In my classes, we constantly discuss student learning. What environments facilitate the most effective learning? What discussions promote learning? How do you encourage students to want to learn instead of memorizing facts and regurgitating them onto a test? But these questions always bothered me because they automatically assume that students don’t want to learn. Students attend college to get a degree in order to get a job. Students rarely go to college anymore with the desire to learn or grow. They don’t even realize that development occurs. It’s all for a piece of paper.
Classes are obstacles that students must navigate through, with the least amount of effort, to get a grade. To get class credit. To get a degree. To get a job. It’s a terrible way to approach a college career.
Working here this summer has completely changed my outlook on learning. These 8th, 9th, and 10th grade students are here because they want to learn–Because these kids wanted to give up three weeks of their summer to attend class 7 hours a day, 6 hours a week just to learn. And the conversations I’ve had with these kids outside of the classroom is incredible. I could talk to them for days. I learn so much from them–Mostly because they’re so much smarter than me.
I absolutely admire their desire to learn. I’m so jealous of them.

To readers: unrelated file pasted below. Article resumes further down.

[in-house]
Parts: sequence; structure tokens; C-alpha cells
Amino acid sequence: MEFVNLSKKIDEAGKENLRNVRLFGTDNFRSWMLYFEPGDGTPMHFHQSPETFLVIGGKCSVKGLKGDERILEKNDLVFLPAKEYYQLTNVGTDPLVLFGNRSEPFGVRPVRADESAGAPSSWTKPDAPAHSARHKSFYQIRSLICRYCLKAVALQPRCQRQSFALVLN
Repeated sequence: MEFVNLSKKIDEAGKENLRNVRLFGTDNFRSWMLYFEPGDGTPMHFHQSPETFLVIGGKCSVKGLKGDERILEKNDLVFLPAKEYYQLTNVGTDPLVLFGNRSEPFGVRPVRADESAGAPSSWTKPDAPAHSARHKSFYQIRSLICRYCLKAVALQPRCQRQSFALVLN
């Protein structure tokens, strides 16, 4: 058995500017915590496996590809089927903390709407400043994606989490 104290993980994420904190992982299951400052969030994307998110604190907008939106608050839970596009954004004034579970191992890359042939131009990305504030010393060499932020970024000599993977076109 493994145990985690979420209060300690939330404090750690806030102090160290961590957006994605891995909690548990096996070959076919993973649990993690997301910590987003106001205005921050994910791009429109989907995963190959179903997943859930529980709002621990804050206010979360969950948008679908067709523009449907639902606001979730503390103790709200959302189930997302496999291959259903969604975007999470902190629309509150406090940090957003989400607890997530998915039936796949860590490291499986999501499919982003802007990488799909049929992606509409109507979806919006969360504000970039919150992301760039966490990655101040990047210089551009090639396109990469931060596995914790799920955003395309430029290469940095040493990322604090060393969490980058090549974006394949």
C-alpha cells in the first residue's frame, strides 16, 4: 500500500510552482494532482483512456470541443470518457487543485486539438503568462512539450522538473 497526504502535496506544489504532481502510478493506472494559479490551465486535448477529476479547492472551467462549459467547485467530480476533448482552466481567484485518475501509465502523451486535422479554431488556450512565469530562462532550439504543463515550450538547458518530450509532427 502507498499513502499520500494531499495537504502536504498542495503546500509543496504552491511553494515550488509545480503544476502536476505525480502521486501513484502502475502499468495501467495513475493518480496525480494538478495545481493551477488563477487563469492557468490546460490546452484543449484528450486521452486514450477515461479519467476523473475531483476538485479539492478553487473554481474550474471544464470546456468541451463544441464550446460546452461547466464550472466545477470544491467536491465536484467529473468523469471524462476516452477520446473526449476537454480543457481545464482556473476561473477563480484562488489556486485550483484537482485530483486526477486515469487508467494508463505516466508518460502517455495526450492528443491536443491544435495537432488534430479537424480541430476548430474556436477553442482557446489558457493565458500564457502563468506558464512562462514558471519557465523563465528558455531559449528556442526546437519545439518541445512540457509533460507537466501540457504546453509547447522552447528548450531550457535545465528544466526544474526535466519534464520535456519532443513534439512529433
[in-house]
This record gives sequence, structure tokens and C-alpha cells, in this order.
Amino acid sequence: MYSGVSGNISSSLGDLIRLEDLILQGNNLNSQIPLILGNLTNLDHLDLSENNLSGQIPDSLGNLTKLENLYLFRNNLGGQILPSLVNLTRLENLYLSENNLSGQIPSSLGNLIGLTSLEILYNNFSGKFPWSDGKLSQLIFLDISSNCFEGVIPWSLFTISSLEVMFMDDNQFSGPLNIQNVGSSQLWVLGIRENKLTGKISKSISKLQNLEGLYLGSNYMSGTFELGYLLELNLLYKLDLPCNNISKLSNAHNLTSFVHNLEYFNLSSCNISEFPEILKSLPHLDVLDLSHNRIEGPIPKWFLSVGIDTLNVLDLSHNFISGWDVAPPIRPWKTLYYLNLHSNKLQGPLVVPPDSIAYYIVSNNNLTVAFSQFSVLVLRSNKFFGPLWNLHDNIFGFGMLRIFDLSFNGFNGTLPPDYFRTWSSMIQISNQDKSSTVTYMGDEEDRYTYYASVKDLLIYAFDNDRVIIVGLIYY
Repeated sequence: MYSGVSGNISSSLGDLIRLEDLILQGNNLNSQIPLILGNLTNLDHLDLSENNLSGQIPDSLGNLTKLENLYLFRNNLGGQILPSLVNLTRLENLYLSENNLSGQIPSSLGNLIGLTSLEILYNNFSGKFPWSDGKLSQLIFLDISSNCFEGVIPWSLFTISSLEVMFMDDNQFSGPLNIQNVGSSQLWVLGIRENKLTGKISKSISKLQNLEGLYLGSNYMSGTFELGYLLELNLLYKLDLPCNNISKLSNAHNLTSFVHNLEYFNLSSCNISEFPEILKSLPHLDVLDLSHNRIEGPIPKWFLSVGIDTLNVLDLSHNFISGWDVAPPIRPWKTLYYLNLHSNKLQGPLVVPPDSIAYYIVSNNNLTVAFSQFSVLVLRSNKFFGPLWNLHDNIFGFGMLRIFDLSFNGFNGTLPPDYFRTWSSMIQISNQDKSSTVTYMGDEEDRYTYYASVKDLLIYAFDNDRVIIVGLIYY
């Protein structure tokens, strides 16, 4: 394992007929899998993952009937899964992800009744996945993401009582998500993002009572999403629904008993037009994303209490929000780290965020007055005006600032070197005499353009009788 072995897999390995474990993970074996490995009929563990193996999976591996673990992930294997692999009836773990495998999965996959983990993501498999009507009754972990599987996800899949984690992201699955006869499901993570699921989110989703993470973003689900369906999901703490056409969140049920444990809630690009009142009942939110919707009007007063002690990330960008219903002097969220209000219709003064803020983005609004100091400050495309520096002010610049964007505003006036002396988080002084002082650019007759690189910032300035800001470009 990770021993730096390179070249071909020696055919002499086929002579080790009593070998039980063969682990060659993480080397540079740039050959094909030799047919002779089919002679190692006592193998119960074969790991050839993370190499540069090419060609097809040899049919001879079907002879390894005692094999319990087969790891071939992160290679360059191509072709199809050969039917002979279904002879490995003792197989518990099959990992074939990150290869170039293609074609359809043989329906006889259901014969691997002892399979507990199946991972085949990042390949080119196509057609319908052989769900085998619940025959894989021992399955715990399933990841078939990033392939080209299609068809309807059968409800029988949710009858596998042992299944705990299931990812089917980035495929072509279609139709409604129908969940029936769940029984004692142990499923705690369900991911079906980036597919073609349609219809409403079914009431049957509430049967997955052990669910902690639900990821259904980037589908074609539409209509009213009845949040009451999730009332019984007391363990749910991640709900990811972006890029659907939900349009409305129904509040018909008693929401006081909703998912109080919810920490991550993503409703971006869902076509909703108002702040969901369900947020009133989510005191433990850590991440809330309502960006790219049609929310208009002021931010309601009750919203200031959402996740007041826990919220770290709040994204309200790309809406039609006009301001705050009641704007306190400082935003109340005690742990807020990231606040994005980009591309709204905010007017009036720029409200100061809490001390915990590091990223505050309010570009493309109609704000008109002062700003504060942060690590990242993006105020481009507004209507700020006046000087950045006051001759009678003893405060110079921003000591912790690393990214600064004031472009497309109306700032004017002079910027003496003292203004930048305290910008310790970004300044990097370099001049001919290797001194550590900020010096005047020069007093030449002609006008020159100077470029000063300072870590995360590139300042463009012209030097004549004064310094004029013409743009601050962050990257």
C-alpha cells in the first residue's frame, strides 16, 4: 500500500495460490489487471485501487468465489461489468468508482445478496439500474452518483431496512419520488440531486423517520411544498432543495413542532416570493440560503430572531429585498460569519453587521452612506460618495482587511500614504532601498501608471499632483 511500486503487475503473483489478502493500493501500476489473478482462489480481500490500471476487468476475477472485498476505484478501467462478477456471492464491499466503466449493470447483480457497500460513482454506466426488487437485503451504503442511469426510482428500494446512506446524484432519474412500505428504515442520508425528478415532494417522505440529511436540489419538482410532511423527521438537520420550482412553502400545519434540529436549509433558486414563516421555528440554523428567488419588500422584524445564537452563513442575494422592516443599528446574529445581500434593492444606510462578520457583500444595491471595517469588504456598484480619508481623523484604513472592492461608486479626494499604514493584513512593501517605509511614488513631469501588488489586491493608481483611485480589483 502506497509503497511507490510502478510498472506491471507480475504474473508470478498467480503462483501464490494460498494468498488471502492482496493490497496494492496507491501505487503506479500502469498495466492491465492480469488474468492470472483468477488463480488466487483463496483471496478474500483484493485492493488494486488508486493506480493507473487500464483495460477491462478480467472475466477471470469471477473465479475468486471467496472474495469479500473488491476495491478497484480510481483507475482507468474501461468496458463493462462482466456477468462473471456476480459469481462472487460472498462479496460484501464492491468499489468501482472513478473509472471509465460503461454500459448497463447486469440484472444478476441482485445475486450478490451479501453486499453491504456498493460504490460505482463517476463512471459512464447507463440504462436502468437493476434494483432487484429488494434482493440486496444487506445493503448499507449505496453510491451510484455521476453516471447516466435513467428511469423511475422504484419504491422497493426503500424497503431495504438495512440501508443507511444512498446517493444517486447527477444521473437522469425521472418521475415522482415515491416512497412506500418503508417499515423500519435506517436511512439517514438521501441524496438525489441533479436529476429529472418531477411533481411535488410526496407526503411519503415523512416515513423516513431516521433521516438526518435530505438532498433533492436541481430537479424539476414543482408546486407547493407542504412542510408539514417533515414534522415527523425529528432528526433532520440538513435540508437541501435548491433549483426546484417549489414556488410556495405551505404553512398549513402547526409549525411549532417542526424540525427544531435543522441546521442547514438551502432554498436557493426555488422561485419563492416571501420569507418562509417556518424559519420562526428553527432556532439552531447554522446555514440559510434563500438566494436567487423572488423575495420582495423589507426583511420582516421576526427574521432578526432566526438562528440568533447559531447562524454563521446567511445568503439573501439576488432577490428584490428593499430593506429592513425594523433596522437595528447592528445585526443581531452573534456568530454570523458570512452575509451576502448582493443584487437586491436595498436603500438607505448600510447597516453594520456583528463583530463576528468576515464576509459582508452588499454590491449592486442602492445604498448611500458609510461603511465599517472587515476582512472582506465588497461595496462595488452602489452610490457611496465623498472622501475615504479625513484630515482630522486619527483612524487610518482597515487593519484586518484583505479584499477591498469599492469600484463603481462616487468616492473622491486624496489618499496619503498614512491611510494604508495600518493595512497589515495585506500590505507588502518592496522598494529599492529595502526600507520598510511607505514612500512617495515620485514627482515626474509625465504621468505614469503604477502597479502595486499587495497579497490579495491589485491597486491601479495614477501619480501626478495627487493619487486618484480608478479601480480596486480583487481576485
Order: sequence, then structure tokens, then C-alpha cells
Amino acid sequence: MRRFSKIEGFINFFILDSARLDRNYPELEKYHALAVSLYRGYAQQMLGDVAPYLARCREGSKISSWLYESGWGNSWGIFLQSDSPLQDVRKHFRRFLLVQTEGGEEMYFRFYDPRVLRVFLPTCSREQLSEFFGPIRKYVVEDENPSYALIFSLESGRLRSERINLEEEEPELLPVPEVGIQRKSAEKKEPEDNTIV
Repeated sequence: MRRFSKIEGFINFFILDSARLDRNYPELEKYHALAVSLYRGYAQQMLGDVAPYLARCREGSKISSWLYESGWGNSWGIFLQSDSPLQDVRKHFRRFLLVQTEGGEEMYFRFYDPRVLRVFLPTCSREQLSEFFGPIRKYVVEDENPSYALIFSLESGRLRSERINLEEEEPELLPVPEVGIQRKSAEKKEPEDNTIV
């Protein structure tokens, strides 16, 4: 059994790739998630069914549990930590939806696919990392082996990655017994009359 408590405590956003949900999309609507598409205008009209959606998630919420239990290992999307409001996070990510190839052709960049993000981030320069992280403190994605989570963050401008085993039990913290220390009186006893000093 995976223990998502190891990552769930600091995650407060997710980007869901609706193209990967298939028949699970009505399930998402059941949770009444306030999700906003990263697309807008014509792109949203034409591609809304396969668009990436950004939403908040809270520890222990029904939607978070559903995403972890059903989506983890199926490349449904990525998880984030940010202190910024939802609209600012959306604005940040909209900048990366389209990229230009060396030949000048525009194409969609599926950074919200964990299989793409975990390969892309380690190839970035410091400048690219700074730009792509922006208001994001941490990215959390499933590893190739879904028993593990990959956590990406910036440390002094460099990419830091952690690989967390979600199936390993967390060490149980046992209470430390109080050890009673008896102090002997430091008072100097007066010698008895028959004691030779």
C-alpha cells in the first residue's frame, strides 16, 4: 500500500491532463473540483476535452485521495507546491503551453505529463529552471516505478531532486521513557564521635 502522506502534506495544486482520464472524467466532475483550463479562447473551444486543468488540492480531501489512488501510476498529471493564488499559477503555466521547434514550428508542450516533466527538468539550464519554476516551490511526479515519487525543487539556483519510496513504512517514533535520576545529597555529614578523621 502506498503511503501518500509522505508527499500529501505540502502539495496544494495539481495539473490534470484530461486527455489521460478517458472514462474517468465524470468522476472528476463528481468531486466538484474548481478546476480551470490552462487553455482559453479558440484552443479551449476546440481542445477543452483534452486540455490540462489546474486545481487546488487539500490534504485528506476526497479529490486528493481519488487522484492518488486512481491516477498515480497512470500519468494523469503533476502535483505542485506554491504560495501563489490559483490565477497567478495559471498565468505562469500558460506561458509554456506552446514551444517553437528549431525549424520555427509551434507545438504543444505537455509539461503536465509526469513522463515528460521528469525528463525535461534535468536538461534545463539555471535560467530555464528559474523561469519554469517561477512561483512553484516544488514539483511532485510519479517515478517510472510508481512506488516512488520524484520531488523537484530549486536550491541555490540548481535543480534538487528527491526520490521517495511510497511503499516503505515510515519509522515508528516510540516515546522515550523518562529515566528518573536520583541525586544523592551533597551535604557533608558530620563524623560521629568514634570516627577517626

So I decided to share seven random things I’ve learned so far this summer:
1. 20-somethings will always dominate teenagers in Ultimate Frisbee…especially if the teenagers have been doing activities all day long in the Georgia heat before the game…
Here’s the staff on the sidelines. You can obviously see I’m playing it real cool ’cause I don’t want to intimidate the kids too much.
2. Having incredible staff members is hard to come by. Luckily, I have the best staff in the world. I am so grateful for each one of them. They’re my sweet sixteen.
Here are a few getting ready to dominate in our Color-War Event: Dawgfest.
C. The cheese from cheesey poof snacks sticks to your fingers more when you eat them in the 90 degree heat of the day.
4. The best conversations last at least three hours and often occur after 1 am (this has turned into a common occurrence in Athens, GA…and these incidents are now referred to as “pulling a Megan”).
Lee M.: “I stayed up chatting with a friend until 2 AM last night.”
Me: “Oh…sounds like you pulled a Megan.”
Lee B.: “Meg, you look tired. What did you do last night?”
Me: “Umm…stayed up until 2AM talking about life. And Netflix documentaries gone terribly wrong.”
Lee B.: “Oh. You pulled a Megan.”
5. Being away makes you appreciate the beautiful people from home even more than you already do. The most perfect people have called me at the exact right times this week. *Shout out to Margaux for keepin’ it real and spitting mad rhymes about my shampoo.*
5.5 Don’t facetime with Charles unless I want picture texts like this:
**This is also where I’ll mention what a baller Charles is and how awesome he is…apparently I forgot to do that in a previous post and I didn’t want to make the mistake again.
6. I adore working with college students and can’t see myself doing anything else as a career. Except baking. Or writing a cookbook. Or writing a novel. Or traveling. Or rapping.
7. Complexity is incredibly beautiful. **that’s the best thing I’ve learned thus far**
What a wonderful week. Just 6 more days of the first term of camp. The days are going by way too fast. I need a nap.
“Nothing that is worth knowing can be taught.” Oscar Wilde